order.  Emacs will belong to the so-called "Full Bidirectionality"
   class of applications, which include support for both implicit
   bidirectional reordering and explicit directional embedding codes
   that allow to override the implicit reordering.  This means that
   Emacs supports the entire spectrum of Unicode character properties
   and special codes relevant to bidirectional text.

3. Bidi formatting codes are retained

   At some point in the reordering described by UAX#9, the various
   formatting codes are to be removed from the text, once they've
   performed their role of forcing the order of characters for
   display, because they are not supposed to be visible on display.
   Contrary to this, Emacs does not remove these formatting codes, it
   just behaves as if they are not there. (This behavior is
   acknowledged by UAX#9 under "Retaining Format Codes" clause, so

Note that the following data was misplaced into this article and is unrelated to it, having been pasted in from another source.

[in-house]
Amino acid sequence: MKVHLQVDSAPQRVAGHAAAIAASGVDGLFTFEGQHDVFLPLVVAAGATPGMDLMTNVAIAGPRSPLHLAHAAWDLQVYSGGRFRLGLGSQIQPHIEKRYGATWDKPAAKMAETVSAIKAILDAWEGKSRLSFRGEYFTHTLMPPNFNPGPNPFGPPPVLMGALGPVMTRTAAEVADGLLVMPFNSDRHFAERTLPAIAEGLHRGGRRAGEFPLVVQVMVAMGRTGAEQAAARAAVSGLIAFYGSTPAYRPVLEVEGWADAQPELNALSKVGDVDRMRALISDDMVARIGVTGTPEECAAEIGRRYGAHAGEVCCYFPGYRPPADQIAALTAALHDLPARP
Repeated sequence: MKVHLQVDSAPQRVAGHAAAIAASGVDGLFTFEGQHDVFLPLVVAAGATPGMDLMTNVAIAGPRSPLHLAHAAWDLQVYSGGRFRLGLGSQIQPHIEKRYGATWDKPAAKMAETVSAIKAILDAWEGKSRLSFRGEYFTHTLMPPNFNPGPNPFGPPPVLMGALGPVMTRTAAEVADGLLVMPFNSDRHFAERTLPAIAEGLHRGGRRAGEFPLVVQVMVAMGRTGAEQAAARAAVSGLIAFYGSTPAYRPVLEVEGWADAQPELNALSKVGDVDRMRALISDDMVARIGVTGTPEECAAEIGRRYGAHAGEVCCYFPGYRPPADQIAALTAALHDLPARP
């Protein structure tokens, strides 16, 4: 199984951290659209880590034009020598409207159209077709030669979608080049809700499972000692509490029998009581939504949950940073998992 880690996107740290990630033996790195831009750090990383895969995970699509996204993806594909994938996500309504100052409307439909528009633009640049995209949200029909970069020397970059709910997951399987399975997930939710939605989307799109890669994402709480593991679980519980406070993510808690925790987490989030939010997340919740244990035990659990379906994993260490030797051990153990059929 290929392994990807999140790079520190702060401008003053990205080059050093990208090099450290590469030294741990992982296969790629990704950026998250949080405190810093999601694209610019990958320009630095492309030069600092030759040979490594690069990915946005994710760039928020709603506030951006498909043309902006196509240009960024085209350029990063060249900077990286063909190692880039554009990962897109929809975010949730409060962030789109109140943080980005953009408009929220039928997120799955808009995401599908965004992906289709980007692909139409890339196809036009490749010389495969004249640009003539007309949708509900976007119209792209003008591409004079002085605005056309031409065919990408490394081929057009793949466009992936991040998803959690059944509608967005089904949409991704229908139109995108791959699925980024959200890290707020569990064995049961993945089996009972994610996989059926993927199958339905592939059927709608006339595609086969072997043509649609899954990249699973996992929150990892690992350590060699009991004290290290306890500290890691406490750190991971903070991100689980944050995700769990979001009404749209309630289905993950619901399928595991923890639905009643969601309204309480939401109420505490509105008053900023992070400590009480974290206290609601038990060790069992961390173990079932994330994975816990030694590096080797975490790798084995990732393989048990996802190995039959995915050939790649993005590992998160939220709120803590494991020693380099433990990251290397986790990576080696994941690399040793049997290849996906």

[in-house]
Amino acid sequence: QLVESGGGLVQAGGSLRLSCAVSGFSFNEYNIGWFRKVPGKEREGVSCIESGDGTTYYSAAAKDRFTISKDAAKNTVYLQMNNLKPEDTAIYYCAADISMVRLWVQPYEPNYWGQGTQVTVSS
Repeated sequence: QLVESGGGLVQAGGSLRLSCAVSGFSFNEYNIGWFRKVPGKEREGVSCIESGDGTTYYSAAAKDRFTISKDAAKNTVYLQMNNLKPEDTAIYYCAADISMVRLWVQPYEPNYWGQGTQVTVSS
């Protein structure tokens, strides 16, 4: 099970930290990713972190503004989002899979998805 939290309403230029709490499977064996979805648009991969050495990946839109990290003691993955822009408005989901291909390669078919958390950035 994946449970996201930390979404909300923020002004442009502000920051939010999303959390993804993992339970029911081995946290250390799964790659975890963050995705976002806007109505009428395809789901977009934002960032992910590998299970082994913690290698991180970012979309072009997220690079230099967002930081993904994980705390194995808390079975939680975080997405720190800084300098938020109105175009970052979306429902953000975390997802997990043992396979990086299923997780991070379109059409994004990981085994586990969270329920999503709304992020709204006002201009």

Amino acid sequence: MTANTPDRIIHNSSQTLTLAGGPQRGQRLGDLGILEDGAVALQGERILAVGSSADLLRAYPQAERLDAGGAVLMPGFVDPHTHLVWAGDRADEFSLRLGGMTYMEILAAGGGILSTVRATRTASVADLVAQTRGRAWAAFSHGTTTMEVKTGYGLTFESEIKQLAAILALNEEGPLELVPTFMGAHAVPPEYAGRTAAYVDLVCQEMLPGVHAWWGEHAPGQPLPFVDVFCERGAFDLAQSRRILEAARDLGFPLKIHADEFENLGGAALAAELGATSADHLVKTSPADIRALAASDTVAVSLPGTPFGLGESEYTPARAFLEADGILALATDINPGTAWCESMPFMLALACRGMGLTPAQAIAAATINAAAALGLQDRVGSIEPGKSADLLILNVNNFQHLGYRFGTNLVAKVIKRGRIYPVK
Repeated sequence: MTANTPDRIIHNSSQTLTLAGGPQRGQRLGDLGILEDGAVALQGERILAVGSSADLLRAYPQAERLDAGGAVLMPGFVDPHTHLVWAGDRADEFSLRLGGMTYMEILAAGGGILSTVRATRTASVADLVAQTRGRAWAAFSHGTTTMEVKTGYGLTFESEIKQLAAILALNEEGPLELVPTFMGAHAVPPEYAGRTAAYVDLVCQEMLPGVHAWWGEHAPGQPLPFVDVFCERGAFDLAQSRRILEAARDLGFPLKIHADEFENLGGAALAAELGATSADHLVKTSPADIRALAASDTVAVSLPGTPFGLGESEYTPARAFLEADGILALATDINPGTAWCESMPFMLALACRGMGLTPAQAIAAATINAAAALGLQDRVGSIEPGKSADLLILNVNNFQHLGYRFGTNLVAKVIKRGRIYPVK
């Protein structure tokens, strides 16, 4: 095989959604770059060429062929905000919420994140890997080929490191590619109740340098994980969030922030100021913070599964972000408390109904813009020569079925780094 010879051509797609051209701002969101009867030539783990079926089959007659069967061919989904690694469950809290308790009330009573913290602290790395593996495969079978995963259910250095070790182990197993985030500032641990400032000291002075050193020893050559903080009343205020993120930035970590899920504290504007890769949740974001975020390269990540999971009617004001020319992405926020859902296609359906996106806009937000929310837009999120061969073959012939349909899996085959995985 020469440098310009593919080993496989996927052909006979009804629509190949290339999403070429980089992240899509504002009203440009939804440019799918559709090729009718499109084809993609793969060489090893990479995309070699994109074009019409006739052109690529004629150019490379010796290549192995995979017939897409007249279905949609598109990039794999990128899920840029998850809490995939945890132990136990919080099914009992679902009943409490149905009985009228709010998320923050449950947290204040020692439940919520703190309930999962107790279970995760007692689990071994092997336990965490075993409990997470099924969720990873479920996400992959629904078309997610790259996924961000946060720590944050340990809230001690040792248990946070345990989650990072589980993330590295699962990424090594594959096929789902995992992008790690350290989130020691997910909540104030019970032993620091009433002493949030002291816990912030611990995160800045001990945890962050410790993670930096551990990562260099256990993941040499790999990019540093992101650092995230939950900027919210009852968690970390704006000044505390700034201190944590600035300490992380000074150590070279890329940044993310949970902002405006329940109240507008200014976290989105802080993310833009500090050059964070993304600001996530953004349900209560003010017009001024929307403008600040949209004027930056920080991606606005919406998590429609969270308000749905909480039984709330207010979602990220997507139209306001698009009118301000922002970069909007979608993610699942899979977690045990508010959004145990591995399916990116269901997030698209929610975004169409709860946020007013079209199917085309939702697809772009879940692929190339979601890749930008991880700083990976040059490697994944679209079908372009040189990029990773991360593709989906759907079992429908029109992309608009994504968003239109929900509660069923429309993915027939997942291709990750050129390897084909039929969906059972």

Emacs does not break conformance here.)  This is primarily because
   Emacs must preserve the text that was not edited; in particular,
   visiting a file and then saving it to a different file without
   changing anything must produce the same byte stream as the original
   file, even if the formatting codes were part of the original file.
   In addition, being able to show these formatting codes to the user
   is a valuable feature, because the way reordered text looks might
   not be otherwise understood or changed easily.

4. Reordering of text for display

   Reordering for display happens as part of Emacs redisplay.  In a
   nutshell, the current unidirectional redisplay code walks through
   buffer text and considers each character in turn.  After each
   character is processed and translated into a `struct glyph', which
   includes all the information needed for displaying that character,
   the iterator's position is incremented to the next character.

   In the bidi Emacs, this _linear_ iteration through the buffer is
   replaced with a _non-linear_ one, whereby instead of incrementing
   buffer position, a function is called to return the next position
   in the visual order.  Whatever position it returns is processed